“Holy cow!” I exclaimed.
Ruth smiled. “This warms my heart, the church is still doing well.”

One by one, they filed in: everyone was over the age of 65 and white. A few kids sprinted through the sanctuary. This Sunday was a small crowd, with about 25% of the seats taken.

An elderly lady introduced herself. She didn’t remember us, but managed to inquire about our marriage status and said something about the “young colored girl” that sometimes attends. Ah, to be in a yankee Baptist church again.

An old man walked in: Pastor Gabe! I couldn’t get over his gray hair and how much he had aged.

The service was just as I remembered: pastor’s wife at the piano and a young woman sang the old hymns. It warmed my heart. It had been a long, long time.

Looking around there were no families, no young people (except for the worship leader), no one our age, no one my husband’s age. Even more striking, there were no college students.

None.

I remember the days our crew would fill up 2 pews.

Ruth sighed heavily.

Maybe this church wasn’t as healthy as it looked from the parking lot. This was confirmed by the building fund, as they were short on the mortgage budget. Why would they built this huge building without the money? Typical American church. Build it, they will come. Debt is a normal part of ministry! A church isn’t a church without a building! We can’t do the Lord’s work without Sunday School classrooms and a 12 channel soundboard!

This is why I left. This is why I attend a church plant without a building who worries more about getting meals to people in poverty. We don’t track demographics. We don’t have a children’s program, the kids can be the hands and feet of Jesus too, alongside their parents and the brothers and sisters in Christ. Being part of the body means an almost sober homeless guy will shout Amen at the end of every song, babies will cry during the sermon, and you’ll sit next to people you don’t know. You’ll sweat in the summer and freeze in the winter. The American church with their underused air conditioned sanctuaries, dress codes, whitewashed Jesus, and fake smiles does not work for me.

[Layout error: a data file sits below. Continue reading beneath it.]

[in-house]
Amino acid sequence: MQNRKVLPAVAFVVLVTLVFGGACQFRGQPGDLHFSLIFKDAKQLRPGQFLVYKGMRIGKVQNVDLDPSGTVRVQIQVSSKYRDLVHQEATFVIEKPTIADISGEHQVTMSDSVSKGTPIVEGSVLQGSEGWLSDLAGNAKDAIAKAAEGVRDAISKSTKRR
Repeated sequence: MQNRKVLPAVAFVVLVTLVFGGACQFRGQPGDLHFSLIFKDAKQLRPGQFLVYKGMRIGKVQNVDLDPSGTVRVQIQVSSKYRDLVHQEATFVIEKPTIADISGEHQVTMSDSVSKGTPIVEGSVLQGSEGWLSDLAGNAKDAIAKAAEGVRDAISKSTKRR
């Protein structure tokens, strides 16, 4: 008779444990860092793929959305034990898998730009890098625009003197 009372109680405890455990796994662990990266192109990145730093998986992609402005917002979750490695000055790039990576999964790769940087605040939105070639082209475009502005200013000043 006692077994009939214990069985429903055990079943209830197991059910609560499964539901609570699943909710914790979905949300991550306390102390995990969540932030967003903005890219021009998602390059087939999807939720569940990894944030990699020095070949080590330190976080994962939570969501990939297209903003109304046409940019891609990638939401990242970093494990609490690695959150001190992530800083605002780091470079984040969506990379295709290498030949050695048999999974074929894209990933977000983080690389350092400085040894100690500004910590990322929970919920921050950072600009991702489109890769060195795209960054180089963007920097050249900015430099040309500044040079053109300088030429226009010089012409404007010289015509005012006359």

I like my church how I like my coffee: strong, sweet, and made from quality ground beans – beans ground on site, not by an industrial grinder in a factory. None of this instant or Keurig business. I want the real deal or I’ll go without.

The sermon was the equivalent of serving stale cereal without milk. I didn’t even crack my Bible. Gabe cited passages and then glossed over them with uninspired words.

This church was on a ventilator. A ventilator – or a vent as we call it – is a machine that breathes for you. It keeps people alive until they are able to breathe on their own or the plug is pulled. The problem with a vent is it can be difficult to come off it. The body gets used to the machine doing all the work, and like a child who doesn’t want to pick up their toys, it can be a sluggish ordeal to return to normal breathing. The longer the vent is used, the harder it is.

This church was not breathing on its own, and not because the congregation was elderly. No local mission work, very limited community involvement (the customary detachment in a sterile and controlled environment), no bible studies, no other groups using the church other days of the week. Youth groups were gone. No meals served. No presence on campus. A flyer from a Baptist association was in the bulletin. Corporate had arrived, as another drug pushed into this church’s veins, hoping to cure what ailed them.

Ruth and I left sad, both agreeing we wouldn’t attend this church if we still lived in town.

I don’t see it changing without radical actions. This church is stuck in a hospital bed on life support, unable to do the work of Jesus in the world.

Pray for a revival, that this church will once again be a lighthouse for the community, the college, and we can all celebrate it at the Feast of the Lamb someday.